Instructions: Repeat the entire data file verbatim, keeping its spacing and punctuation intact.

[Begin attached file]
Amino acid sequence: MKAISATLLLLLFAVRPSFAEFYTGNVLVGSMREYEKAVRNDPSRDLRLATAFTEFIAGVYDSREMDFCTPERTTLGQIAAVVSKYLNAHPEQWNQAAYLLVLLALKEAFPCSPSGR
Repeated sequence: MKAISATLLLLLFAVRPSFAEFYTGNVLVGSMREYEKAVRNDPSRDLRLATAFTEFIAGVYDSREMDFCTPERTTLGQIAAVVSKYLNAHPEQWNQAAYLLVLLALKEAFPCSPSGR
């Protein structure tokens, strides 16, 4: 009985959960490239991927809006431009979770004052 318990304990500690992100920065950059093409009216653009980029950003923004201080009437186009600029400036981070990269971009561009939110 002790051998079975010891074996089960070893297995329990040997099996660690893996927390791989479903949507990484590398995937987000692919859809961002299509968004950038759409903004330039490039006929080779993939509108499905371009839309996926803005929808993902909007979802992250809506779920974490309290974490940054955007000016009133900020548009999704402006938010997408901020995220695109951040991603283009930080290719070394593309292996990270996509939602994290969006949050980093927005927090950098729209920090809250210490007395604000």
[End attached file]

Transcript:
Amino acid sequence: MKAISATLLLLLFAVRPSFAEFYTGNVLVGSMREYEKAVRNDPSRDLRLATAFTEFIAGVYDSREMDFCTPERTTLGQIAAVVSKYLNAHPEQWNQAAYLLVLLALKEAFPCSPSGR
Repeated sequence: MKAISATLLLLLFAVRPSFAEFYTGNVLVGSMREYEKAVRNDPSRDLRLATAFTEFIAGVYDSREMDFCTPERTTLGQIAAVVSKYLNAHPEQWNQAAYLLVLLALKEAFPCSPSGR
């Protein structure tokens, strides 16, 4: 009985959960490239991927809006431009979770004052 318990304990500690992100920065950059093409009216653009980029950003923004201080009437186009600029400036981070990269971009561009939110 002790051998079975010891074996089960070893297995329990040997099996660690893996927390791989479903949507990484590398995937987000692919859809961002299509968004950038759409903004330039490039006929080779993939509108499905371009839309996926803005929808993902909007979802992250809506779920974490309290974490940054955007000016009133900020548009999704402006938010997408901020995220695109951040991603283009930080290719070394593309292996990270996509939602994290969006949050980093927005927090950098729209920090809250210490007395604000």